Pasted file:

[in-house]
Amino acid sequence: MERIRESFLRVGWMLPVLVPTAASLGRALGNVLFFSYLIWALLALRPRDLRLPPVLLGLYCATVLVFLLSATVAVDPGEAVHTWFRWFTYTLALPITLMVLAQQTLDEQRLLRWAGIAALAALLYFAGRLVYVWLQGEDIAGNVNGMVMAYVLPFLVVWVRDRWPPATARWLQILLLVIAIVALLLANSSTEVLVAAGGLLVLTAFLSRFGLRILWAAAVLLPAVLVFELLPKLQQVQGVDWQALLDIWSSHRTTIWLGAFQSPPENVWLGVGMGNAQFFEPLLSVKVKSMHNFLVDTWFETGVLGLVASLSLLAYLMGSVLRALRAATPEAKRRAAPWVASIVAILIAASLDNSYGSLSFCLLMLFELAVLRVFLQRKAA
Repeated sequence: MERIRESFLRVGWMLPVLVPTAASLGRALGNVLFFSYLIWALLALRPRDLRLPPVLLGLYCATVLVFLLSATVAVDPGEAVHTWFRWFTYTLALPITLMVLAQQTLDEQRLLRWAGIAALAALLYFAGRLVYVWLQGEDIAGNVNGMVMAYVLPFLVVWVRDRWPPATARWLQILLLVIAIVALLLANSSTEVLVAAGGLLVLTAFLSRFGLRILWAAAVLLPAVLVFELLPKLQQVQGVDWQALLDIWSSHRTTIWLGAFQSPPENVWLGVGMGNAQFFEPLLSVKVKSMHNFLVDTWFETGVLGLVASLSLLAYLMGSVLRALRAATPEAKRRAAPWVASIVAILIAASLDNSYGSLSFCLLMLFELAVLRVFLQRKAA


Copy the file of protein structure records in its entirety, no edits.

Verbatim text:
[in-house]
Amino acid sequence: MERIRESFLRVGWMLPVLVPTAASLGRALGNVLFFSYLIWALLALRPRDLRLPPVLLGLYCATVLVFLLSATVAVDPGEAVHTWFRWFTYTLALPITLMVLAQQTLDEQRLLRWAGIAALAALLYFAGRLVYVWLQGEDIAGNVNGMVMAYVLPFLVVWVRDRWPPATARWLQILLLVIAIVALLLANSSTEVLVAAGGLLVLTAFLSRFGLRILWAAAVLLPAVLVFELLPKLQQVQGVDWQALLDIWSSHRTTIWLGAFQSPPENVWLGVGMGNAQFFEPLLSVKVKSMHNFLVDTWFETGVLGLVASLSLLAYLMGSVLRALRAATPEAKRRAAPWVASIVAILIAASLDNSYGSLSFCLLMLFELAVLRVFLQRKAA
Repeated sequence: MERIRESFLRVGWMLPVLVPTAASLGRALGNVLFFSYLIWALLALRPRDLRLPPVLLGLYCATVLVFLLSATVAVDPGEAVHTWFRWFTYTLALPITLMVLAQQTLDEQRLLRWAGIAALAALLYFAGRLVYVWLQGEDIAGNVNGMVMAYVLPFLVVWVRDRWPPATARWLQILLLVIAIVALLLANSSTEVLVAAGGLLVLTAFLSRFGLRILWAAAVLLPAVLVFELLPKLQQVQGVDWQALLDIWSSHRTTIWLGAFQSPPENVWLGVGMGNAQFFEPLLSVKVKSMHNFLVDTWFETGVLGLVASLSLLAYLMGSVLRALRAATPEAKRRAAPWVASIVAILIAASLDNSYGSLSFCLLMLFELAVLRVFLQRKAA